The Maori Party hui over a proposed confidence and supply agreement with National began last night but ministerial positions would not be discussed, Maori Party president Pem Bird told the Herald.
Those present would talk only about whether to enter into another confidence and supply agreement or to go into Opposition.
The hui would be completed by Friday, Mr Bird said.
It is understood that National has told Mr Bird and his fellow negotiator, vice-president Ken Mair, that the Maori Party can decide whether to put up co-leader Pita Sharples or Waiariki MP Te Ururoa Flavell for a ministerial post alongside co-leader Tariana Turia.
National would not be concerned if Dr Sharples kept his Maori Affairs portfolio but lost the leadership to Mr Flavell. It would also be comfortable if Mr Flavell were made co-leader and held a ministerial position.
However National is mindful that ousting Dr Sharples from the leadership could lead to a byelection in Tamaki Makaurau that the Maori Party might not win.
Any agreement on the party choosing ministers is not likely to be open-ended. If Mr Mair were to replace Mrs Turia as MP for Te Tai Hauauru during the term, it is unlikely Mr Mair would walk into a ministerial role.
Dr Sharples, who is in his 70s, won the seat by just 746 votes from Labour's Shane Jones on November 26 and it is unlikely he would have stood if he knew he would be on the backbenches.
Mr Bird is from Mr Flavell's Waiariki electorate and last week said he would expect Mr Flavell to have a ministerial post if he were co-leader as well.
With Act and United Future giving National a majority of two, it does not need the Maori Party to govern - though it will wait until the final vote, including specials, is announced on Saturday before going to the Governor-General.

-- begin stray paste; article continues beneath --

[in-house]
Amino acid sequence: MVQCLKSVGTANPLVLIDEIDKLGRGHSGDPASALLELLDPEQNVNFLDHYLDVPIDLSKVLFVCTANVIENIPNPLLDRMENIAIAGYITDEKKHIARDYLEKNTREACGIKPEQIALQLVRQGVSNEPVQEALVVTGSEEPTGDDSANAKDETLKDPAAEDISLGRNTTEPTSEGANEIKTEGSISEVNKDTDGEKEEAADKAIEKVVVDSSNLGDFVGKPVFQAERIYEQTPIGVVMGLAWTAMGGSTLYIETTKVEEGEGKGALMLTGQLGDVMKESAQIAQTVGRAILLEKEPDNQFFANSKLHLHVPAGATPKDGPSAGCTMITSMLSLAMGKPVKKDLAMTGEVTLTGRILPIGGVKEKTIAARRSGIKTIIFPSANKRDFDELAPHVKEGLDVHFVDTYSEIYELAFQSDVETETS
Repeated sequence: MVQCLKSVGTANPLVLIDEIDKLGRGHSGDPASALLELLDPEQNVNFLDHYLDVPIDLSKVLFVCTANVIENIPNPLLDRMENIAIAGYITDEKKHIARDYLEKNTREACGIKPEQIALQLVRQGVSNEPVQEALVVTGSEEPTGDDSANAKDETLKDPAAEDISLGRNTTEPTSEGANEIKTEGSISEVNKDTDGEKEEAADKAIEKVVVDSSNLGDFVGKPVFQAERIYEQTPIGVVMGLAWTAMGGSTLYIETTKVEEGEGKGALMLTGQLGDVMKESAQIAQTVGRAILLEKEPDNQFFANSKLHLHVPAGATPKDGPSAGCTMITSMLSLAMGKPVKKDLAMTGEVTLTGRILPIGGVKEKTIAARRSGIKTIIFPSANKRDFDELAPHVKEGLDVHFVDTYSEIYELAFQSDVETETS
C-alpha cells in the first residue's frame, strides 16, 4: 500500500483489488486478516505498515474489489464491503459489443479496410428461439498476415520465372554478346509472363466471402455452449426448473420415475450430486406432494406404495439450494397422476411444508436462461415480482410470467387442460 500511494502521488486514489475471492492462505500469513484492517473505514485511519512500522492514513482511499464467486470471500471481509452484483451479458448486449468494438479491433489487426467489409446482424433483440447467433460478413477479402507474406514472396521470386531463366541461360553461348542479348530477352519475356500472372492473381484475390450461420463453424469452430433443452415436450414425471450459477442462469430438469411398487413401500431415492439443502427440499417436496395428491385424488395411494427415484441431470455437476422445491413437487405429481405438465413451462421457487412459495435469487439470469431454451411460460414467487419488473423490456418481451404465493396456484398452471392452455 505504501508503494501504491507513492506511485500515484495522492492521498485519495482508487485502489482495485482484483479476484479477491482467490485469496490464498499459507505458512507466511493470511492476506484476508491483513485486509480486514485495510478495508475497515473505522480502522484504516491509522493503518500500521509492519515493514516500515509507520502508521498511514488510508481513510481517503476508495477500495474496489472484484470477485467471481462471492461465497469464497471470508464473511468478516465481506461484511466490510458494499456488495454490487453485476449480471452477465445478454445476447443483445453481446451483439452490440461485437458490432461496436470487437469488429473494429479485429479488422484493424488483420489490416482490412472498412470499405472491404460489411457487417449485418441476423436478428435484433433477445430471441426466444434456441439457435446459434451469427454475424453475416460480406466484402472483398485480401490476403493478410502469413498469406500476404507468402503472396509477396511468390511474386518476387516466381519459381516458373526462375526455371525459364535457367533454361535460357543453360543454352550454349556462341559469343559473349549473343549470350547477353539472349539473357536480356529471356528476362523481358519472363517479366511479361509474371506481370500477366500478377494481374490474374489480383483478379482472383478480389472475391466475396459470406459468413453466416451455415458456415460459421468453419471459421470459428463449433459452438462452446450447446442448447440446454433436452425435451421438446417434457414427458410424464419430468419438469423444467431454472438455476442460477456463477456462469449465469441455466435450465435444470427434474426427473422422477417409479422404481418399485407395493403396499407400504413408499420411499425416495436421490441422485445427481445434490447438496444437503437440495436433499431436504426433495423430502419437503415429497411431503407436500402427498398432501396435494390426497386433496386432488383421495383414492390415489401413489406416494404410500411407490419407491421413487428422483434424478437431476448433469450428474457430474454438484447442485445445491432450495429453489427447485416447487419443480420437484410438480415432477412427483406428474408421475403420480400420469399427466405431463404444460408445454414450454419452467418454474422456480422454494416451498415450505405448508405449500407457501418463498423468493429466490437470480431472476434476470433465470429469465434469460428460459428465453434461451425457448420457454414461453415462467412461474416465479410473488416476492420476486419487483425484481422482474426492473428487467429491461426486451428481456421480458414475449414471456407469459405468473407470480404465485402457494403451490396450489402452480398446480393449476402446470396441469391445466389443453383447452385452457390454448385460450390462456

It is not clear whether a leadership coup against Dr Sharples is under way with the possible support of co-leader Tariana Turia.
Mr Bird and Mr Mair have suggested that the endorsement of the co-leadership by the party executive - as required under the constitution - may be more than rubber stamping the status quo.
Mr Jones says there is no doubt that a leadership coup is under way.
"Without a doubt this is Tariana saying she is the Maori Party."
He also said broadcaster Willie Jackson - who contemplated standing for Mana against Dr Sharples at the election on November 26 - made supportive comments about Dr Sharples when he spoke at the Maori sports awards in Auckland on Saturday.
Mr Jones said during his campaign in Tamaki Makaurau Dr Sharples had always "left the people with the clear impression that he was hanging around for his full three years and he looked forward to completing the work he had been doing as the minister".
"Pita is a proud man. He has held aloft the ambitions of urban Maori in Auckland for nigh on 35 or 40 years. I think if he is dealt with in a cursory fashion, you could see a byelection in Tamaki Makaurau."